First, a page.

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In any metric space prove that every open set is $G_{\delta}$ set and every closed set is $F_{\sigma}$ set.(Hint: use the continuity of $x\longmapsto d(x,A)$.)

I tried to prove this by saying: If $U$ is a open set, consider $\bigcup_{i=0}^{\infty} A_{n}$, where $A_{n}=\bigcup_{x\in U} B(x,1+1/n)$ and $A_{0}=U$.

Hence every Open set is $G_{\delta}$ set.

Also I didn't get how to use the hint to solve the problem. Thanks in advance.

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Did you switch the two notions? Wikipedia: In metrizable spaces, every open set is an $F_\sigma$ set. The complement of an $F_\sigma$ set is a $G_\delta$ set. In a metrizable space, any closed set is a $G_\delta$ set. – Martin Sleziak Oct 3 '12 at 16:28
See also this question: Every open set in $\mathbb R$ is $F_\sigma$ set – Martin Sleziak Oct 3 '12 at 16:30
This is a home work question.Can any one say how to use the hint to solve the question. – Phani Raj Oct 3 '12 at 16:35

You must have switched things. There is no need for metrizability to prove that open sets are $G_\delta$, nor that closed sets are $F_\sigma$--both of these follow immediately from the definitions of $G_\delta$ and $F_\sigma$.

Now, since a set is $G_\delta$ if and only if its complement is $F_\sigma$, and closed if and only if its complement is open, then we need only prove that every closed set in a metric space is $G_\delta$.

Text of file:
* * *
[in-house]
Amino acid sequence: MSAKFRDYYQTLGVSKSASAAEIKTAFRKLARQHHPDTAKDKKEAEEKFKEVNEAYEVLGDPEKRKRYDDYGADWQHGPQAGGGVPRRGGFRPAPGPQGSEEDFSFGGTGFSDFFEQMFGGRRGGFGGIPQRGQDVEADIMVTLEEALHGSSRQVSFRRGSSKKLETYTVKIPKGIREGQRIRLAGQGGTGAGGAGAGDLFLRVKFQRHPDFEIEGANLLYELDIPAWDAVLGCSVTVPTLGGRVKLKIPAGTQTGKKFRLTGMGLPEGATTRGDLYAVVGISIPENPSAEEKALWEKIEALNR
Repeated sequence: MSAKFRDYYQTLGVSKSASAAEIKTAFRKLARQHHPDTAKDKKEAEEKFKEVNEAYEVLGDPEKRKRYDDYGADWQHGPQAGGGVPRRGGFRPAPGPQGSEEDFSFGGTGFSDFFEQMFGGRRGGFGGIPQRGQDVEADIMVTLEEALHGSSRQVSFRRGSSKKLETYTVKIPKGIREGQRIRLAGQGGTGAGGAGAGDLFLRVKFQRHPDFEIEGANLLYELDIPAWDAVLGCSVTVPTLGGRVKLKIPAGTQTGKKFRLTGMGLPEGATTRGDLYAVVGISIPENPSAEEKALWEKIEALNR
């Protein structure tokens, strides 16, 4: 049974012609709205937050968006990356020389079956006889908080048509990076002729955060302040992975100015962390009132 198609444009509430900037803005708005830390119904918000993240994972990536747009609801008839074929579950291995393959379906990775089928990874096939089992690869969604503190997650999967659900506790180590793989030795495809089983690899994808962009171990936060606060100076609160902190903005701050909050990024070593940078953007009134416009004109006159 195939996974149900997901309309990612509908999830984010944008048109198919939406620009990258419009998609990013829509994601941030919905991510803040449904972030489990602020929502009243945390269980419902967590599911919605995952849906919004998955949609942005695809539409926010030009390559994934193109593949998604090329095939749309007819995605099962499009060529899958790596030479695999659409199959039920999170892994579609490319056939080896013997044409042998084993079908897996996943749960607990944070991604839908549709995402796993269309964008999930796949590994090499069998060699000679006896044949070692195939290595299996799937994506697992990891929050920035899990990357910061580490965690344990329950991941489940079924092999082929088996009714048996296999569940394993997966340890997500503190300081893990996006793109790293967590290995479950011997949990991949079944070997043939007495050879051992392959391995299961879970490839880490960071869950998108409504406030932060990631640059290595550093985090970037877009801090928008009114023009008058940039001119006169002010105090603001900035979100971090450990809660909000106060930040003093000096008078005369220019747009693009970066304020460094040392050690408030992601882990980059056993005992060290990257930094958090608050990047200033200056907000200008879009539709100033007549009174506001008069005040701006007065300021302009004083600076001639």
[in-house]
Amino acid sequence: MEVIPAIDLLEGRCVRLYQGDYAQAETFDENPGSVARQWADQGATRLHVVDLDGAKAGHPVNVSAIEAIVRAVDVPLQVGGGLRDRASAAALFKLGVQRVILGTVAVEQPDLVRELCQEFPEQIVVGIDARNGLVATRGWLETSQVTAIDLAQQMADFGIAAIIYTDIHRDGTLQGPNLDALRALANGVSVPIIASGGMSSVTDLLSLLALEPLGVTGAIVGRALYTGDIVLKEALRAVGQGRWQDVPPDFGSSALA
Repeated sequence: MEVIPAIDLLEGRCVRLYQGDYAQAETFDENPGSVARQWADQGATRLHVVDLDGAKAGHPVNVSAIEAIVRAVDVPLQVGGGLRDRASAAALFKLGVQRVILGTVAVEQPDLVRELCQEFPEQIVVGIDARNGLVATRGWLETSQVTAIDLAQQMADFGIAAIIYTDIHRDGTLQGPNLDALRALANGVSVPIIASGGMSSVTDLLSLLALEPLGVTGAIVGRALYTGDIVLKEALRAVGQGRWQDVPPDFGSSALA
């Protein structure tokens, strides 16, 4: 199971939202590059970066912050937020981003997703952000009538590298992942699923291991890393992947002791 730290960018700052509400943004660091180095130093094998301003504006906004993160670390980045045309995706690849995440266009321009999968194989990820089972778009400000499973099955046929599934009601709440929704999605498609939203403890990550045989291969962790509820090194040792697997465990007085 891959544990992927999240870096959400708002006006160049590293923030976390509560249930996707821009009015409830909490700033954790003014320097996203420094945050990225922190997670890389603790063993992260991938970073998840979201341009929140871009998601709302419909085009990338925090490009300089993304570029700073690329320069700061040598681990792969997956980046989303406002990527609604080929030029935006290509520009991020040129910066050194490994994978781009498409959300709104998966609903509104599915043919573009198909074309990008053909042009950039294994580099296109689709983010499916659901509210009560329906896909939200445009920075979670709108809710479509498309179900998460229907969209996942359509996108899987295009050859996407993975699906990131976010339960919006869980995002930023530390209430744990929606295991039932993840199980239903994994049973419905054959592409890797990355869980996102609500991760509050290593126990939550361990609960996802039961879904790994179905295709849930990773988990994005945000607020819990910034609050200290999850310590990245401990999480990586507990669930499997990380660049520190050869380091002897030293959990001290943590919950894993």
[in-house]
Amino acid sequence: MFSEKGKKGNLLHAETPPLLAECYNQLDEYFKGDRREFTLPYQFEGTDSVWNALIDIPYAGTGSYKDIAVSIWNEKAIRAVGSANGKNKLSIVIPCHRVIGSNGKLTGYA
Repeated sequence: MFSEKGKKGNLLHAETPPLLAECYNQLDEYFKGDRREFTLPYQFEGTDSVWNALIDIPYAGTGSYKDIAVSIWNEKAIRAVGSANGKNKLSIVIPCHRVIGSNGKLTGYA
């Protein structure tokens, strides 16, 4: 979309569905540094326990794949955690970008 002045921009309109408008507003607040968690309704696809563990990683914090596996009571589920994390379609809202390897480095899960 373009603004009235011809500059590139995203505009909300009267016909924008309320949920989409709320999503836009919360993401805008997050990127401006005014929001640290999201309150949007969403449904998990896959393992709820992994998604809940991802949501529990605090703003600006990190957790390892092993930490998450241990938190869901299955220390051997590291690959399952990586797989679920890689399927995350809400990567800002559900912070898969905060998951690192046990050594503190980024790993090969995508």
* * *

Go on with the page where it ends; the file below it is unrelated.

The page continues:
Take any closed set $A$ in a metric space $X$. Let $f(x)=d(x,A)$, so continuity of $f$ means that preimages of open sets are open. In particular, for each integer $n\geq 1$, let $A_n$ be the preimage of $(-1/n,1/n)$. The intersection of all the $A_n$ is then precisely the set of all $x\in X$ such that $f(x)=d(x,A)=0$. Since $A$ is closed, then $d(x,A)=0$ if and only if $x\in A$. Thus, $A=\bigcap_{n=1}^\infty A_n$, so $A$ is $G_\delta$.

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The hint suggests to do this:

Let $A$ be a closed set and $f \colon x\mapsto d(x,A)$.

If you can show that $f$ is continuous (can you?), then you get that every $A_n=f^{-1}(-\infty,\frac1n)=\{x\in X; d(x,A)<\frac1m\}$ is open. (One of equivalent conditions to continuity is that preimage of any open set is open.)

Now you should show that $A=\bigcap\limits_{n=1}^\infty A_n$. (In the proof, the closedness of $A$ should be used. Do you know how to show this?)

This shows that every closed set is an intersection of countably many open sets, so it is a $G_\delta$-set.

See also this closely related question: Are all compact sets in $ \Bbb R^n$, $G_\delta$ sets?

If you copied the assignment correctly, it is in fact much easier.

If $A$ is closed set that $A$ is union of a system containing a single closed set - namely the set $A$. So it is $F_\sigma$.

I only mentioned closed sets. Analogous facts for open sets can be shown by taking complements.

A comment on what you suggested in you post as a solution. If you define $A_n=\bigcup_{x\in U} B(x,1+1/n)$ then already $A_1$ is a proper superset of $U$ if, for example, $U=(0,1)$ in $\mathbb R$. So, in this example, you have $\bigcup_n A_n \supseteq A_1 \supsetneqq U$ and you definitely can't prove $U=\bigcup_n A_n$.

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